Memory is such an odd thing. The things we remember. The things we forget.
Yesterday morning a friend posted a poem and with it was pictured a painting of a monster that had chewed off the head of a body which it held in its hands. I can’t remember what I ate a week ago for dinner, but both the title of the painting (Saturn Devouring His Children) and the painter’s name (Francisco Goya) chimed brightly in my mind as though I’d just seen it in one of the art history books I used to pour over in my teens.
There are so many things that I’ve forgotten over time; some out of choice, others out of neglect or atrophy. It seems that choosing to forget some things somehow makes other things disappear as well. I fear my memories, sometimes, and I fear for them. All of them. The good ones. The bad ones. Even the mediocre ones. Perhaps especially those.
I spent the weekend lying in bed in my underwear, swaddled in my comforter and watched the first season and a half of Being Erica. The menu mostly consisted of chocolate, spelt and flaxseed rice cakes, freshly brewed coffee with milk, bananas, apples and buttered toast. On Sunday I even sparked up the stove and made scrambled eggs and pan fried potatoes. But I digress.
I love this show. I love it because the writing is fabulous, the characters authentic and the acting stellar. I love it because on so many levels I can relate to the main character, despite our disparity in age. Who doesn’t have regrets? Who doesn’t wish there could be do-overs? Who doesn’t wonder, if they are alone, whether they will always be that way, wonder whether there is something fundamentally wrong with them and thus forever deemed unlovable or to never have the sort of lasting intimacy that I’m certain we all long for?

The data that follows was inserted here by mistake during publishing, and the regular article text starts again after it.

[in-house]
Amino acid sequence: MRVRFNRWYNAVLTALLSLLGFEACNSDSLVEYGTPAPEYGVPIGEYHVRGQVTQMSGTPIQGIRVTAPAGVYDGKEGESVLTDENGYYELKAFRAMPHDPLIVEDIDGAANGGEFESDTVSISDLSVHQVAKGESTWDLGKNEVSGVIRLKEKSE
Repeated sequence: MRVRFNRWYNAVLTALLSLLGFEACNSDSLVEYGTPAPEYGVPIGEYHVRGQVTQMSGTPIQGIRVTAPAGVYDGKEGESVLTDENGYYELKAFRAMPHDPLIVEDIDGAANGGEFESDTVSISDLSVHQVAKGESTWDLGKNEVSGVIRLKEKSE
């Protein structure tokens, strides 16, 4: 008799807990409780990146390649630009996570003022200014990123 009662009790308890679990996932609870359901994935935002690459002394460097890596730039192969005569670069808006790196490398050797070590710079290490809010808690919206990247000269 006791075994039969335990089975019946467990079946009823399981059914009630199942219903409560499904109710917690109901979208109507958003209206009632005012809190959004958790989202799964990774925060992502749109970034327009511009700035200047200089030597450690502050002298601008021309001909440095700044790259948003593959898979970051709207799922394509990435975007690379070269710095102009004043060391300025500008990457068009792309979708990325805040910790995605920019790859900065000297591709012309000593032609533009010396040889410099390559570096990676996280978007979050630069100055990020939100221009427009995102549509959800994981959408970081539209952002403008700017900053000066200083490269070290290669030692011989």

This morning I got my daily email from Neale Donald Walsch reminding me that intimacy is not a physical thing, it is a condition of the soul, or rather two souls or more. Maybe “soul” is too esoteric of a word, or elicits the impression that it’s something bigger, better or of higher insight that the self. Maybe I should correct that to say that it pertains to the authentic self instead.
I think intimacy is to allow another (and self, in the end) to unfold and be witnessed by another without shame and to be held (beheld!!) in love.
During my marriage I had hoped that my husband could, and eventually would, meet me there. In a more recent relationship, I had had these same hopes. Both came to an end and were devastating to me on so many levels, leaving me to ponder on the same issue that Erica did just before she broke up with the person who she thought was the One. Was she simply not meant to have such a relationship?
To me there is no greater connection and yet it seems like such an illusive improbability. For me. And yet I am hopeful. And so I wait.